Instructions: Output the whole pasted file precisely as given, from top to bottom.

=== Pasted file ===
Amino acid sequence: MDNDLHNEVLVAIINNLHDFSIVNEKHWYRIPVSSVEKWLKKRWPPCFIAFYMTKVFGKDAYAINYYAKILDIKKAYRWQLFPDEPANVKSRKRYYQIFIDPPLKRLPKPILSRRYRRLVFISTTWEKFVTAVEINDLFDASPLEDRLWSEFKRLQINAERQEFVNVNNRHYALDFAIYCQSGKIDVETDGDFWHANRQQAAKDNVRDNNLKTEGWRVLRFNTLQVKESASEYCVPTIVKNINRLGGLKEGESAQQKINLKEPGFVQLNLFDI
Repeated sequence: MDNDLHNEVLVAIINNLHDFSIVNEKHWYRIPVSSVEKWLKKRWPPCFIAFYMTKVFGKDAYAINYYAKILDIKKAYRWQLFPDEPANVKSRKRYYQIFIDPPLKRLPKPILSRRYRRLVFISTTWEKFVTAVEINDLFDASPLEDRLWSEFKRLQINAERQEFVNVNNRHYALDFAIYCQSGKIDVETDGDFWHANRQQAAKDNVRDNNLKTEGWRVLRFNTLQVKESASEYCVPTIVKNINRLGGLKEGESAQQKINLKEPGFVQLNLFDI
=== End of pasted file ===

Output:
Amino acid sequence: MDNDLHNEVLVAIINNLHDFSIVNEKHWYRIPVSSVEKWLKKRWPPCFIAFYMTKVFGKDAYAINYYAKILDIKKAYRWQLFPDEPANVKSRKRYYQIFIDPPLKRLPKPILSRRYRRLVFISTTWEKFVTAVEINDLFDASPLEDRLWSEFKRLQINAERQEFVNVNNRHYALDFAIYCQSGKIDVETDGDFWHANRQQAAKDNVRDNNLKTEGWRVLRFNTLQVKESASEYCVPTIVKNINRLGGLKEGESAQQKINLKEPGFVQLNLFDI
Repeated sequence: MDNDLHNEVLVAIINNLHDFSIVNEKHWYRIPVSSVEKWLKKRWPPCFIAFYMTKVFGKDAYAINYYAKILDIKKAYRWQLFPDEPANVKSRKRYYQIFIDPPLKRLPKPILSRRYRRLVFISTTWEKFVTAVEINDLFDASPLEDRLWSEFKRLQINAERQEFVNVNNRHYALDFAIYCQSGKIDVETDGDFWHANRQQAAKDNVRDNNLKTEGWRVLRFNTLQVKESASEYCVPTIVKNINRLGGLKEGESAQQKINLKEPGFVQLNLFDI